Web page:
Unfortunately, some politicians in Washington oppose the FTA, including the Democratic presidential frontrunners, Senator Obama and Senator Clinton. Rather than encouraging American entrepreneurship and competitiveness, they are exploiting unfounded fears about Asia’s economic dynamism and thus retreating from the bipartisan consensus on trade liberalization that has guided America for over 50 years. They are putting the protection of special interests before the promotion of the national interest.
This position is irresponsible and shortsighted. Rejecting the FTA will not only leave Americans and Koreans alike worse off; it will also undermine America’s global economic leadership.
Retreating behind protectionist walls has never created American jobs or advanced America’s national security, and it will not today. That is why we remain so strongly committed to the U.S.-South Korea FTA.
The strength of the U.S.-South Korea alliance is ultimately rooted not just in an alignment of our shared interests, but in the bedrock of our shared values.
Over the years, some have tried to argue that there is, on the one hand, a set of monolithic “Asian” values that respects authoritarianism, and on the other side a distinct set of “Western” values that emphasize the rights and value of the individual. But the inspiring story of democratization in South Korea puts the lie to this argument.
The reality, of course, is that belief in democracy, human rights and the rule of law is not the exclusive property or original insight of any one culture or nation. These are universal values. In fact, more people live under democratic government in Asia today than in any other part of the world.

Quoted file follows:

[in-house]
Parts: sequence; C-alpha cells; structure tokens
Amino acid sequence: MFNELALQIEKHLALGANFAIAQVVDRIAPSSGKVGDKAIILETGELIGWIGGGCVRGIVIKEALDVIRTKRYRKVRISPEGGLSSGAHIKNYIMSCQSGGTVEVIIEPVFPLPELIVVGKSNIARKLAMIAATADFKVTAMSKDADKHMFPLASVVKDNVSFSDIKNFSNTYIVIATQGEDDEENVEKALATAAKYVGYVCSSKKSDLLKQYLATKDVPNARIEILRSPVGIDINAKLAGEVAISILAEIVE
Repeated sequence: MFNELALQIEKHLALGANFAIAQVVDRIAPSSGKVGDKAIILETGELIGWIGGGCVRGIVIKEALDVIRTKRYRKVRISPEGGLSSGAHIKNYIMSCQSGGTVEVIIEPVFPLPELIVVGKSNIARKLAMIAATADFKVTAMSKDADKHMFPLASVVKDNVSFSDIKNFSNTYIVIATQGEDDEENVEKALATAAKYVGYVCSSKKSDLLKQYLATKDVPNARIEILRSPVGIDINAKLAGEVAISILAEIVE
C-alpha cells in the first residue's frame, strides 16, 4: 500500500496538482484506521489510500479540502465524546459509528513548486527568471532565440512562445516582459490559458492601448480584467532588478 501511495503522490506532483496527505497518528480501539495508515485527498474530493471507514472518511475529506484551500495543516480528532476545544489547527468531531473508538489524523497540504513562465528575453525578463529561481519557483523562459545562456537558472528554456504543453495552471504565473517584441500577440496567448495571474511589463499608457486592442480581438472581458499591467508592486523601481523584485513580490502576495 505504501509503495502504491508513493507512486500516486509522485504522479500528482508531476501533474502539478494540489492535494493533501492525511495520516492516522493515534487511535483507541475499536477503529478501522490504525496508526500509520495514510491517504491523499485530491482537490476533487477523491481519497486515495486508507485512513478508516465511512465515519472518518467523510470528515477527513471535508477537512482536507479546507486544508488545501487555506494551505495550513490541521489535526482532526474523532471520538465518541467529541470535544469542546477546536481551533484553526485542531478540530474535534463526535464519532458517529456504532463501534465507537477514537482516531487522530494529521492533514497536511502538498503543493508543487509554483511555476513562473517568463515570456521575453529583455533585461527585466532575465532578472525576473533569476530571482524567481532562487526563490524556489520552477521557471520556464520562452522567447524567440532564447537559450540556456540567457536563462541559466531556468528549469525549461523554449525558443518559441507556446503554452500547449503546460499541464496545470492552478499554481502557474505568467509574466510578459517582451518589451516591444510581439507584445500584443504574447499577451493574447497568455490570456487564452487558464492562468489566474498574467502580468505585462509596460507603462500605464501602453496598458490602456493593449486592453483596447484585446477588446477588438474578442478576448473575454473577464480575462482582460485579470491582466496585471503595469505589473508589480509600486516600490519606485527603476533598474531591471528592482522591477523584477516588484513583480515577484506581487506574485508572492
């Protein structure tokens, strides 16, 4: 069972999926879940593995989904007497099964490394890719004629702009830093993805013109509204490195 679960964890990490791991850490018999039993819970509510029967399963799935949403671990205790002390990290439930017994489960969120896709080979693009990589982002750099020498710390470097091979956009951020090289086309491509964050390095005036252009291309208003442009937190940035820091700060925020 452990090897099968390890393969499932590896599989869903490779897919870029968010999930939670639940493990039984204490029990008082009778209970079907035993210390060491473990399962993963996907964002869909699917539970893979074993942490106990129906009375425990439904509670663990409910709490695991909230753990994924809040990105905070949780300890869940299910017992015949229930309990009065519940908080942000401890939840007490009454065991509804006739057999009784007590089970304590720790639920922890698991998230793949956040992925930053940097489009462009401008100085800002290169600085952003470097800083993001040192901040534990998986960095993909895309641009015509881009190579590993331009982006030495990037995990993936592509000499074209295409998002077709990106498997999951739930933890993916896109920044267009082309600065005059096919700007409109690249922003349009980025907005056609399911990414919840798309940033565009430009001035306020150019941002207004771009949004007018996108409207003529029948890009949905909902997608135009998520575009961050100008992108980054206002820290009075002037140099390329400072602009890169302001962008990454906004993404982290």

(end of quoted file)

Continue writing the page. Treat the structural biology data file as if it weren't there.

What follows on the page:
These values have spread precisely because it is in an environment of openness and freedom that human beings are best able to pursue our most natural human desire: to build a better life for ourselves and our children. In this regard, the more the world follows in the example of South Korea, the safer, freer and more prosperous it will be.
That is also precisely why the great democracies of the Asia-Pacific region have a responsibility to work more closely together, to help other nations in the region and beyond secure the blessings of liberty, and to ensure that the values of freedom and openness are enshrined at the center of our international system. We believe that the Republic of Korea must be a critical and equal partner in this undertaking.
America in turn must also be a responsible ally and a good global citizen. American power does not mean we can do whatever we want, whenever we want. On the contrary, our position in Asia has been strongest when we have listened to our friends, and when we have worked not only to persuade them when we think we are right, but when we have been willing to be persuaded that they are right.
This spirit of mutual respect and trust is essential to all of our alliances and partnerships in the Asia-Pacific region ? trust in the reliability of our security commitments, trust in the integrity of our economic promises, and trust in the consistency of our principles. Renewing these commitments can provide the basis for a new century of shared prosperity, security and freedom for millions of people ? Americans and Koreans alike.
*John McCain is the senator of Arizona and the presumptive Republican party nominee for president of the United States. Joseph Lieberman is the senator of Connecticut.
by John McCain, Joseph Lieberman